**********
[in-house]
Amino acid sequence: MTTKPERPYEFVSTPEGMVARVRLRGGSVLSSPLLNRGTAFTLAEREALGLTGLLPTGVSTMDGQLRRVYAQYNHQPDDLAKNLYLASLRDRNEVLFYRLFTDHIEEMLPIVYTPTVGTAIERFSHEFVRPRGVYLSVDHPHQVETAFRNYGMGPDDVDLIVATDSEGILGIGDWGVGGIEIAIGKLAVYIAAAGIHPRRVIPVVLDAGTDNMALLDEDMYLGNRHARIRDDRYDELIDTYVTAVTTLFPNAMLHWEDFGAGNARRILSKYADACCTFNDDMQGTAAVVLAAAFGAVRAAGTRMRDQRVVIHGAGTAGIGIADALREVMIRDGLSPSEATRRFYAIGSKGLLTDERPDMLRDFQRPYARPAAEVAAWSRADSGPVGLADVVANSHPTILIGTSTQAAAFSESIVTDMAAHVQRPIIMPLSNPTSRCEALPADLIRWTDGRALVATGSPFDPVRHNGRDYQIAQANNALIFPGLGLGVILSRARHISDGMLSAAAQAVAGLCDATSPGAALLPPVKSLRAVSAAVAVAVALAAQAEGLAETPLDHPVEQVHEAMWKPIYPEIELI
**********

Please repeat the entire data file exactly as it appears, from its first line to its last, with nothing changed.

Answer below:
[in-house]
Amino acid sequence: MTTKPERPYEFVSTPEGMVARVRLRGGSVLSSPLLNRGTAFTLAEREALGLTGLLPTGVSTMDGQLRRVYAQYNHQPDDLAKNLYLASLRDRNEVLFYRLFTDHIEEMLPIVYTPTVGTAIERFSHEFVRPRGVYLSVDHPHQVETAFRNYGMGPDDVDLIVATDSEGILGIGDWGVGGIEIAIGKLAVYIAAAGIHPRRVIPVVLDAGTDNMALLDEDMYLGNRHARIRDDRYDELIDTYVTAVTTLFPNAMLHWEDFGAGNARRILSKYADACCTFNDDMQGTAAVVLAAAFGAVRAAGTRMRDQRVVIHGAGTAGIGIADALREVMIRDGLSPSEATRRFYAIGSKGLLTDERPDMLRDFQRPYARPAAEVAAWSRADSGPVGLADVVANSHPTILIGTSTQAAAFSESIVTDMAAHVQRPIIMPLSNPTSRCEALPADLIRWTDGRALVATGSPFDPVRHNGRDYQIAQANNALIFPGLGLGVILSRARHISDGMLSAAAQAVAGLCDATSPGAALLPPVKSLRAVSAAVAVAVALAAQAEGLAETPLDHPVEQVHEAMWKPIYPEIELI